Yosef Zacchaeus Barber v. Carolyn W Colvin
MEMORANDUM OPINION AND ORDER by Magistrate Judge Jay C. Gandhi. IT IS ORDERED THAT judgment shall be entered REVERSING the decision of the Commissioner denying benefits and REMANDING the matter for further administrative action consistent with this decision. (See Order for details) (bem)
UNITED STATES DISTRICT COURT
CENTRAL DISTRICT OF CALIFORNIA
YOSEF ZACCHAEUS BARBER,
CAROLYN W. COLVIN, ACTING
COMMISSIONER OF SOCIAL 1/
) Case No. ED CV 13-0437 JCG
) MEMORANDUM OPINION AND
Yosef Zacchaeus Barber (“Plaintiff”) challenges the Social Security
20 Commissioner’s (“Defendant”) decision denying his application for disability
21 benefits. Specifically, Plaintiff contends that the Administrative Law Judge (“ALJ”)
22 improperly rejected his credibility. (Joint Stip. at 19-22.) The Court agrees with
23 Plaintiff for the reasons discussed below.
The ALJ Failed to Provide Clear and Convincing Reasons for Rejecting
An ALJ may reject a claimant’s credibility “only upon (1) finding evidence of
Carolyn W. Colvin is substituted as the proper defendant herein. See Fed. R.
Civ. P. 25(d).
1 malingering, or (2) expressing clear and convincing reasons for doing so.” Benton v.
2 Barnhart, 331 F.3d 1030, 1040 (9th Cir. 2003). “General findings are insufficient;
3 rather, the ALJ must identify what testimony is not credible and what evidence
4 undermines the claimant’s complaints.” Lester v. Chater, 81 F.3d 821, 834 (9th Cir.
Here, the ALJ provided two reasons in support of his credibility
7 determination. The Court discusses, and rejects, each in turn.
First, the ALJ found that the severity of Plaintiff’s symptoms is “greater than
9 expected in light of the medical evidence.” (Administrative Record (“AR”) at 16.)
10 However, an ALJ “may not reject a claimant’s subjective complaints based solely on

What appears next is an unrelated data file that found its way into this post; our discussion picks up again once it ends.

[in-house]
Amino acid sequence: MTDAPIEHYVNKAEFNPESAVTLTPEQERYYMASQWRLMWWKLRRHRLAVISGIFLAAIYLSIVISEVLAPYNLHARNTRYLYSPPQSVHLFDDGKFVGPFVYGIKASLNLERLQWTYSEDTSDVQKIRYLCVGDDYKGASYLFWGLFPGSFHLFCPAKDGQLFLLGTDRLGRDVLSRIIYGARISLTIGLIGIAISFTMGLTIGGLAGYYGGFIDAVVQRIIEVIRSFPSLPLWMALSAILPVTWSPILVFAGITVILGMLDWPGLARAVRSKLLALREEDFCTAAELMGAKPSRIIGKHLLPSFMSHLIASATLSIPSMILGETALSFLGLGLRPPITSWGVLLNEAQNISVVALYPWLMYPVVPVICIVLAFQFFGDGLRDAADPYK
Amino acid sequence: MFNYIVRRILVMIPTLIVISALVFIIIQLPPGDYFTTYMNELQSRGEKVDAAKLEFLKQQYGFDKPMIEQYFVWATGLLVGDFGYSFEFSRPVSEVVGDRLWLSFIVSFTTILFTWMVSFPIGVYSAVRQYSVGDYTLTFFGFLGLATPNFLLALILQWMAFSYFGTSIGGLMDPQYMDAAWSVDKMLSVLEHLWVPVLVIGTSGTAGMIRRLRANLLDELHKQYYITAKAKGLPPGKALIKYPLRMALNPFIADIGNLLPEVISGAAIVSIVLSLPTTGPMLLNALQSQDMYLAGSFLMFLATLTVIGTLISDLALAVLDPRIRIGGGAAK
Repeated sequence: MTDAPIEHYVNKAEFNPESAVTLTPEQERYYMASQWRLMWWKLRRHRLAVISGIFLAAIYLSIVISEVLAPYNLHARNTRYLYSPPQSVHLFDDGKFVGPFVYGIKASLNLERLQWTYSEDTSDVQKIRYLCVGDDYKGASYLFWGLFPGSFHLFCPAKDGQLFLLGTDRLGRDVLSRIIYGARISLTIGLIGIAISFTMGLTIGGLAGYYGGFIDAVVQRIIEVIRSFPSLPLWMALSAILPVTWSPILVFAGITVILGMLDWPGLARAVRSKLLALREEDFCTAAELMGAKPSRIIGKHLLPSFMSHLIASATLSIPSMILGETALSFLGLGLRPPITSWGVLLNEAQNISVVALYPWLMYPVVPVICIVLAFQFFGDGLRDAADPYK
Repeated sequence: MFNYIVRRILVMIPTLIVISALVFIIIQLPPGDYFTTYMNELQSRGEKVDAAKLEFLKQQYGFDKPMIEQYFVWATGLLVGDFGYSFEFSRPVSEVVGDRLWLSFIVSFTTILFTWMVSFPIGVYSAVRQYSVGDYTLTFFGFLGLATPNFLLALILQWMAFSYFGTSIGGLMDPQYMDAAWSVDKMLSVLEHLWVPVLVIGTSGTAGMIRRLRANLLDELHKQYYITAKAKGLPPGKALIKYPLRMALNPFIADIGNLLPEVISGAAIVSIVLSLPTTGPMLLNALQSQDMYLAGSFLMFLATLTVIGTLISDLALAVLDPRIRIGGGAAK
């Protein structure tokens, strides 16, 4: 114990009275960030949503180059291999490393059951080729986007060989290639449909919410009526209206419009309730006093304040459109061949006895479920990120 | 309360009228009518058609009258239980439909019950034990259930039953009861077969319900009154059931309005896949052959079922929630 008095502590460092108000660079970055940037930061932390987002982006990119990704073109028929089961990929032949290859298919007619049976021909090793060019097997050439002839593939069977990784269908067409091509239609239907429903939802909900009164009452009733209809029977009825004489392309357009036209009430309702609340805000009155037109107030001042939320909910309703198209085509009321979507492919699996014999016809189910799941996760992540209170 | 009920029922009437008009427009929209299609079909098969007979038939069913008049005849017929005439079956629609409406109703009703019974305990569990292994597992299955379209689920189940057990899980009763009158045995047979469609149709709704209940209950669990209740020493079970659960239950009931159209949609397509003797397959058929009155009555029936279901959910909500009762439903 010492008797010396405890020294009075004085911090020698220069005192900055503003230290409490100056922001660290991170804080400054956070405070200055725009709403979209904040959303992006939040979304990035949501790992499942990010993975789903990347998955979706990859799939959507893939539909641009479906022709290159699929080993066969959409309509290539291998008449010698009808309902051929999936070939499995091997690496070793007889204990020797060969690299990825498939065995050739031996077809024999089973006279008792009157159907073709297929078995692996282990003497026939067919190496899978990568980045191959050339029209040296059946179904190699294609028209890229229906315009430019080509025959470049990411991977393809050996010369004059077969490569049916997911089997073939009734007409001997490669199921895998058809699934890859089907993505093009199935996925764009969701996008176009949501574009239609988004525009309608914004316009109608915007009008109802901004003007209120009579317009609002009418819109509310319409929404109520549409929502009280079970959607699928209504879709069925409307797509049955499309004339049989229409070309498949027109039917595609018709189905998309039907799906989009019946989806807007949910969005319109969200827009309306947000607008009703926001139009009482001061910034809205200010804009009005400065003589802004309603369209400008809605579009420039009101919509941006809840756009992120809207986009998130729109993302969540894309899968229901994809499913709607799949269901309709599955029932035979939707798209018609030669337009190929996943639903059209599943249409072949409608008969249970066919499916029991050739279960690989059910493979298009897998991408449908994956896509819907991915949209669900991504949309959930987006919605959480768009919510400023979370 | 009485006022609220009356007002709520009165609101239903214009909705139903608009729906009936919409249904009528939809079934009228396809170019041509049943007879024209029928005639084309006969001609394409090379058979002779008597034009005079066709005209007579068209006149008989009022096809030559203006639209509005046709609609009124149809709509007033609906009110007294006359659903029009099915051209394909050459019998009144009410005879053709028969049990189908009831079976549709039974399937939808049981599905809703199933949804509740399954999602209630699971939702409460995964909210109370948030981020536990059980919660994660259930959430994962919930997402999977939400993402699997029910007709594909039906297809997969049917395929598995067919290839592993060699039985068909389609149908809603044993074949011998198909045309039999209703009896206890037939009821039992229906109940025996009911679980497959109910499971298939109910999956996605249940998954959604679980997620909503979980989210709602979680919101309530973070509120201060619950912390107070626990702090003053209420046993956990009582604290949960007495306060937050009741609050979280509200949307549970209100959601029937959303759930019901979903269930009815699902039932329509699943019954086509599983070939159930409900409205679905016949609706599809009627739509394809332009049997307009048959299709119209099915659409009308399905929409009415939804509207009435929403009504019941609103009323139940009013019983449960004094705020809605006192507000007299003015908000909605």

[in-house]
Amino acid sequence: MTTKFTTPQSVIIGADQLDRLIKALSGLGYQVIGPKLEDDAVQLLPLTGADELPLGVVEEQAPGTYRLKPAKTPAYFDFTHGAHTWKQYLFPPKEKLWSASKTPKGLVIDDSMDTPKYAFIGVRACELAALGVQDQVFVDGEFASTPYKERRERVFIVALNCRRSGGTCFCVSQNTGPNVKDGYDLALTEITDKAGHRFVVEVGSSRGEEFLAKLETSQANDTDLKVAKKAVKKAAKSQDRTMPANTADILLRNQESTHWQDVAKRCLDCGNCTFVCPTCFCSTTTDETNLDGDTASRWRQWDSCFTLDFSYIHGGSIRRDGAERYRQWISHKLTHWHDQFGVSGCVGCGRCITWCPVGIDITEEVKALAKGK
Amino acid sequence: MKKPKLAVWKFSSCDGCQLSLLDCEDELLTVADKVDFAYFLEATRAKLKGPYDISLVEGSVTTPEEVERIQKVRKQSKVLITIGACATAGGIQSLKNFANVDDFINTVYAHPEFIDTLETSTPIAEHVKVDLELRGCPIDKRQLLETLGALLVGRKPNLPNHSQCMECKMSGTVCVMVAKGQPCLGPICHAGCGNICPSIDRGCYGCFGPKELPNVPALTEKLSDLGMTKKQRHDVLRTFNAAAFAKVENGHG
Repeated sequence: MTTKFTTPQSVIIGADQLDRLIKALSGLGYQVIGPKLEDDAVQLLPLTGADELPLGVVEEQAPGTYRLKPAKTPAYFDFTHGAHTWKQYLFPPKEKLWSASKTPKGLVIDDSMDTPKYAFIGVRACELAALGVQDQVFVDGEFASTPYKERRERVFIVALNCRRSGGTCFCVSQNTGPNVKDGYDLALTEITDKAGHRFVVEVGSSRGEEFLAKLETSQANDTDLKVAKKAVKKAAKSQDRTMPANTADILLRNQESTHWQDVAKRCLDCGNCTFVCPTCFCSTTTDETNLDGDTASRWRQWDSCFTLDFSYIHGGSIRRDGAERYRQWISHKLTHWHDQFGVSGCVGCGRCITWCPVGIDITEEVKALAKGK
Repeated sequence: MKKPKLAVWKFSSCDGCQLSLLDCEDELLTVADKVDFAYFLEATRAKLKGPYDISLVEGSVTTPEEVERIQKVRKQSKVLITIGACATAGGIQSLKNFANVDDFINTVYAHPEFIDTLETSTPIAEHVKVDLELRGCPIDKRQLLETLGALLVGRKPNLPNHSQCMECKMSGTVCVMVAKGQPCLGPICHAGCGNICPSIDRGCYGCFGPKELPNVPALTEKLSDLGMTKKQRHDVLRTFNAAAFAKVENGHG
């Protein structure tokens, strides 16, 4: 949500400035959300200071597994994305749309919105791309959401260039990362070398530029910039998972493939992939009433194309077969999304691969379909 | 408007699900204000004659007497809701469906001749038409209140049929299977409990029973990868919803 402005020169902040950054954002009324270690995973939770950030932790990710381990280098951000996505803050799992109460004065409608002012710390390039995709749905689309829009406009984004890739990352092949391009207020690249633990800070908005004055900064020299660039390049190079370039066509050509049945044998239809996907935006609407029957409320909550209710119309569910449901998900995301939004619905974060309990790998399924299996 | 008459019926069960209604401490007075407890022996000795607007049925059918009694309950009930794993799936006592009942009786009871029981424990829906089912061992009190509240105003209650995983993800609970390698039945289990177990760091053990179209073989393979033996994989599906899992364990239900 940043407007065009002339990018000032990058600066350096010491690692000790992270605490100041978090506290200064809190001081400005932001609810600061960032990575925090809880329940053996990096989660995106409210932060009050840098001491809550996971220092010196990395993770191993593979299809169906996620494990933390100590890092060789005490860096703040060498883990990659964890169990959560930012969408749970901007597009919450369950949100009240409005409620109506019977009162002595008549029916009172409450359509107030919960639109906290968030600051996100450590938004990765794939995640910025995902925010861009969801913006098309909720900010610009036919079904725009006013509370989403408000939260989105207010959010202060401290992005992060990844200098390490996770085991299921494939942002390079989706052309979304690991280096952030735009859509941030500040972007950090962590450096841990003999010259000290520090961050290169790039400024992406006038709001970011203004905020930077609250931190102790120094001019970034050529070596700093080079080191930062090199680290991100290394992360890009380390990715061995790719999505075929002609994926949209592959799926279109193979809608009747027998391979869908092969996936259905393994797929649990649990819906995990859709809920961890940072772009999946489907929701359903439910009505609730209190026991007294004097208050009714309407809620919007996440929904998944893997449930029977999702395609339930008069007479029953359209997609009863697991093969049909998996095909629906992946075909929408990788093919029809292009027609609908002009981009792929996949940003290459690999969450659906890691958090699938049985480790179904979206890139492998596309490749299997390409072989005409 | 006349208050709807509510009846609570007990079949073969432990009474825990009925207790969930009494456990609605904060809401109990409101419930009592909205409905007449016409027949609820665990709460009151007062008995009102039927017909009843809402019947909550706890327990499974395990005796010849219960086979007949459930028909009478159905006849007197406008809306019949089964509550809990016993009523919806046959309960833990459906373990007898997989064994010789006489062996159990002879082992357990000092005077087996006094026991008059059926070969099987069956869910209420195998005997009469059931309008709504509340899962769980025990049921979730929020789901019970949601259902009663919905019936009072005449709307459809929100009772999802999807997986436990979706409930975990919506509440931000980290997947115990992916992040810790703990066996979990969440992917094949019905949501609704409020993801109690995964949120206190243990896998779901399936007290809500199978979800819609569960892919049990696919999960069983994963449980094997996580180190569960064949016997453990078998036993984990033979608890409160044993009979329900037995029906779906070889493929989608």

11 a lack of objective medical evidence to fully corroborate the alleged severity of
12 pain.” Bunnell v. Sullivan, 947 F.2d 341, 345 (9th Cir. 1991); Gamer v. Secretary of
13 Health & Human Servs., 815 F.2d 1275, 1279 (9th Cir. 1987); Summers v. Bowen,
14 813 F.2d 241, 242 (9th Cir. 1987) (per curiam). Thus, as to this ground, the ALJ’s
15 credibility determination is inadequate.
Second, the ALJ found that “the lack of more aggressive treatment, referral to
17 a specialist, or even further diagnostic testing suggests that the claimant’s symptoms
18 and limitations were not as severe as he alleged.” (AR at 17.) Typically, an ALJ
19 properly considers evidence of conservative treatment in his credibility analysis. See
20 Meanel v. Apfel, 172 F.3d 1111, 1114 (9th Cir. 1999). Here, however, the ALJ also
21 found that there was inadequate testing in light of Plaintiff’s severe symptoms. (See
22 AR at 43.) When an ALJ finds the medical evidence to be inadequate, he has an
23 affirmative “duty to fully and fairly develop the record.” Celaya v. Halter, 332 F.3d
24 1177, 1183 (9th Cir. 2003). The ALJ’s duty to supplement a claimant’s record is
25 triggered by ambiguous evidence [or] the ALJ’s own finding that the record is
26 inadequate.” Webb v. Barnhart, 433 F.3d 683, 687 (9th Cir. 2005). The ALJ may